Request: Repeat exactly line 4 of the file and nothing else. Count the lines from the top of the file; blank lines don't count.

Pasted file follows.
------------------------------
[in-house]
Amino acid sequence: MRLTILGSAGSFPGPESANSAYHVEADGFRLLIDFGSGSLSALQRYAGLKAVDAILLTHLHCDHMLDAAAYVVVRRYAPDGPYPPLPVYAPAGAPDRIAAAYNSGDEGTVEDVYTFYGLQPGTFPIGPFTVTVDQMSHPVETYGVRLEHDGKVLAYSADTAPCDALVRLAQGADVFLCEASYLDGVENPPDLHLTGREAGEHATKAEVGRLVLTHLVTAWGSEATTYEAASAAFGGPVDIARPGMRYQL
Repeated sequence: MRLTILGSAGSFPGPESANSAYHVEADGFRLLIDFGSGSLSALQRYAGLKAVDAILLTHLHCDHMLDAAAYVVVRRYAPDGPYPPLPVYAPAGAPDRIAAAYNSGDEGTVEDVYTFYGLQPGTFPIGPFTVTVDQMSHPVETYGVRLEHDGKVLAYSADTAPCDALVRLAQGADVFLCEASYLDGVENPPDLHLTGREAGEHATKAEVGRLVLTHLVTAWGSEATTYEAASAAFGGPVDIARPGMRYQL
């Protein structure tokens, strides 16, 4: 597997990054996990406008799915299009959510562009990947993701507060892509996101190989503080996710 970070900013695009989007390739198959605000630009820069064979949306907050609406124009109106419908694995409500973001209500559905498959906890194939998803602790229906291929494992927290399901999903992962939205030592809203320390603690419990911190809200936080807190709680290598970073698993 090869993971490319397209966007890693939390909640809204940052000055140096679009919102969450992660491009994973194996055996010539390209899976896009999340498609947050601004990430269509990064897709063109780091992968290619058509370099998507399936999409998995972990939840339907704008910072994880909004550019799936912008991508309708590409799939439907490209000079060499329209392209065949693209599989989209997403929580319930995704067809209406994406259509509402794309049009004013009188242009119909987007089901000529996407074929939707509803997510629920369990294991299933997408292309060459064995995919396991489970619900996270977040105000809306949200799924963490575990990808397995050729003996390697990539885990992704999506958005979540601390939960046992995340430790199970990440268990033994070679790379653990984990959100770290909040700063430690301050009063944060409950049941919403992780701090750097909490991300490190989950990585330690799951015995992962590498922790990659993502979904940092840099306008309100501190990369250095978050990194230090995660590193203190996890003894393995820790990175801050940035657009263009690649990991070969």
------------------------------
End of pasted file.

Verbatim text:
């Protein structure tokens, strides 16, 4: 597997990054996990406008799915299009959510562009990947993701507060892509996101190989503080996710 970070900013695009989007390739198959605000630009820069064979949306907050609406124009109106419908694995409500973001209500559905498959906890194939998803602790229906291929494992927290399901999903992962939205030592809203320390603690419990911190809200936080807190709680290598970073698993 090869993971490319397209966007890693939390909640809204940052000055140096679009919102969450992660491009994973194996055996010539390209899976896009999340498609947050601004990430269509990064897709063109780091992968290619058509370099998507399936999409998995972990939840339907704008910072994880909004550019799936912008991508309708590409799939439907490209000079060499329209392209065949693209599989989209997403929580319930995704067809209406994406259509509402794309049009004013009188242009119909987007089901000529996407074929939707509803997510629920369990294991299933997408292309060459064995995919396991489970619900996270977040105000809306949200799924963490575990990808397995050729003996390697990539885990992704999506958005979540601390939960046992995340430790199970990440268990033994070679790379653990984990959100770290909040700063430690301050009063944060409950049941919403992780701090750097909490991300490190989950990585330690799951015995992962590498922790990659993502979904940092840099306008309100501190990369250095978050990194230090995660590193203190996890003894393995820790990175801050940035657009263009690649990991070969």